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Appl Environ Microbiol. 2007 Oct;73(20):6526-33. Epub 2007 Aug 31.

Impact of pH on lactate formation and utilization by human fecal microbial communities.

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Estación Agrícola Experimental, Finca Marzanas s/n, 24346 Grulleros (León), Spain.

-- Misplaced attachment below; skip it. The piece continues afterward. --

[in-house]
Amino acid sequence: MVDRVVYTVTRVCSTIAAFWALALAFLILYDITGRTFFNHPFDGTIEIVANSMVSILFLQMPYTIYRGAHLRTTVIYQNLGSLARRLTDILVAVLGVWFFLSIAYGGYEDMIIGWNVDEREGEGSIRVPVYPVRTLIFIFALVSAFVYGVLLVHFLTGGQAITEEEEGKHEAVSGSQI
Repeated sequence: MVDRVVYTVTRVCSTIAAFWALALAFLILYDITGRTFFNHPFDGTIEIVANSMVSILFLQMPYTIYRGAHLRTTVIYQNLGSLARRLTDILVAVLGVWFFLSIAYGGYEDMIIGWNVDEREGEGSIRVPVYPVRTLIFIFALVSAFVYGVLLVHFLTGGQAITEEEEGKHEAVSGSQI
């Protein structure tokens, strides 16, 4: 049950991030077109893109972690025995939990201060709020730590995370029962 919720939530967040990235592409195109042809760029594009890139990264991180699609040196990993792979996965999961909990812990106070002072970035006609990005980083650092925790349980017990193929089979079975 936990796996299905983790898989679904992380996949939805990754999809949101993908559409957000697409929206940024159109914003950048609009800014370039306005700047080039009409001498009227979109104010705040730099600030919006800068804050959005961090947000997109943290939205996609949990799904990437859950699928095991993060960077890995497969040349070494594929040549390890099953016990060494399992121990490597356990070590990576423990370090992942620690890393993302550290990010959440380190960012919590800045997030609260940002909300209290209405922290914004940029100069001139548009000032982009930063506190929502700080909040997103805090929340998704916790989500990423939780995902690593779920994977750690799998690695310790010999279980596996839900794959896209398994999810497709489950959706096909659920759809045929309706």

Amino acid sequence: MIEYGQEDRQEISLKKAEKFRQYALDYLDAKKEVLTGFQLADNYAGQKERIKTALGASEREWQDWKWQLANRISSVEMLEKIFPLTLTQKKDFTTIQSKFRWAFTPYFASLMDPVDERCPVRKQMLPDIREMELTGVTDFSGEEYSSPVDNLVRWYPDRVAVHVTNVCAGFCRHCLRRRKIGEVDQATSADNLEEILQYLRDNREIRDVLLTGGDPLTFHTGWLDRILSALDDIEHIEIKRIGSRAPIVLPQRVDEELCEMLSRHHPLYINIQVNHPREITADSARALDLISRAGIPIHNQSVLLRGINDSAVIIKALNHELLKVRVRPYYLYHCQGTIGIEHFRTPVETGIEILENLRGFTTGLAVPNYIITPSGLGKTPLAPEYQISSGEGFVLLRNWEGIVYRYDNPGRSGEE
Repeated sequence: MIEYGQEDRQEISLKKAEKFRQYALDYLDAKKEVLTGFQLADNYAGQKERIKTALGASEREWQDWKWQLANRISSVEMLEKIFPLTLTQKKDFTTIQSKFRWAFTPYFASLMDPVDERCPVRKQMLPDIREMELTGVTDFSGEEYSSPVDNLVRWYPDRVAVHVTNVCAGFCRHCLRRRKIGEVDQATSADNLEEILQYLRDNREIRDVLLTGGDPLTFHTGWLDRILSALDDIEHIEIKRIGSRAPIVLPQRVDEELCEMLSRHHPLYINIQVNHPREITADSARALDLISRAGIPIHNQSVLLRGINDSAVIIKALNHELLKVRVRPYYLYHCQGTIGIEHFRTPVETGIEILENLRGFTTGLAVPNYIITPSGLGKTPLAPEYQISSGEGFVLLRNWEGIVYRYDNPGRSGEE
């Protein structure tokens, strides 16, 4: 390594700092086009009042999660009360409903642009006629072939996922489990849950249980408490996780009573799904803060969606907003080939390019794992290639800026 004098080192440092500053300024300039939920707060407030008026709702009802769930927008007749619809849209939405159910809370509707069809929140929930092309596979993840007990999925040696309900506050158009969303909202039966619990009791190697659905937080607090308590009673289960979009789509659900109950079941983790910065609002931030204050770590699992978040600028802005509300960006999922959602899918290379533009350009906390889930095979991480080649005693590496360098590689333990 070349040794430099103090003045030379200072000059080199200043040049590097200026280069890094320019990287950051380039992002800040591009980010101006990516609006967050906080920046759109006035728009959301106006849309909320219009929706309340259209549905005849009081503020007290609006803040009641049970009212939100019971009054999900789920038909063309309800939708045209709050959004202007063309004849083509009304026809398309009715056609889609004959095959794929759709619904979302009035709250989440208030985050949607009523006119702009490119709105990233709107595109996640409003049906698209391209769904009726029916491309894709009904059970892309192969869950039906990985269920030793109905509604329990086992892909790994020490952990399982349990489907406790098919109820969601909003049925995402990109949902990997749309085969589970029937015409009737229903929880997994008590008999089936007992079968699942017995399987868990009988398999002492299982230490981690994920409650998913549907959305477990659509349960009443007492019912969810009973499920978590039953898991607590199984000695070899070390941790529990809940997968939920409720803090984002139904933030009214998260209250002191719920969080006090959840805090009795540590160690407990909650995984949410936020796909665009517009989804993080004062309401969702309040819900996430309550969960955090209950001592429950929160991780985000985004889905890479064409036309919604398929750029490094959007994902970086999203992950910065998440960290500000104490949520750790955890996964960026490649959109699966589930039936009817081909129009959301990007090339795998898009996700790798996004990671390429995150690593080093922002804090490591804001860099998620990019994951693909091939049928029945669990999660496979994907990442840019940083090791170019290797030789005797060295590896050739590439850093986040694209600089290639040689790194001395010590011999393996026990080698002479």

The human intestine harbors both lactate-producing and lactate-utilizing bacteria. Lactate is normally present at <3 mmol liter(-1) in stool samples from healthy adults, but concentrations up to 100 mmol liter(-1) have been reported in gut disorders such as ulcerative colitis. The effect of different initial pH values (5.2, 5.9, and 6.4) upon lactate metabolism was studied with fecal inocula from healthy volunteers, in incubations performed with the addition of dl-lactate, a mixture of polysaccharides (mainly starch), or both. Propionate and butyrate formation occurred at pH 6.4; both were curtailed at pH 5.2, while propionate but not butyrate formation was inhibited at pH 5.9. With the polysaccharide mix, lactate accumulation occurred only at pH 5.2, but lactate production, estimated using l-[U-(13)C]lactate, occurred at all three pH values. Lactate was completely utilized within 24 h at pH 5.9 and 6.4 but not at pH 5.2. At pH 5.9, more butyrate than propionate was formed from l-[U-(13)C]lactate in the presence of polysaccharides, but propionate, formed mostly by the acrylate pathway, was the predominant product with lactate alone. Fluorescent in situ hybridization demonstrated that populations of Bifidobacterium spp., major lactate producers, increased approximately 10-fold in incubations with polysaccharides. Populations of Eubacterium hallii, a lactate-utilizing butyrate-producing bacterium, increased 100-fold at pH 5.9 and 6.4. These experiments suggest that lactate is rapidly converted to acetate, butyrate, and propionate by the human intestinal microbiota at pH values as low as 5.9, but at pH 5.2 reduced utilization occurs while production is maintained, resulting in lactate accumulation.

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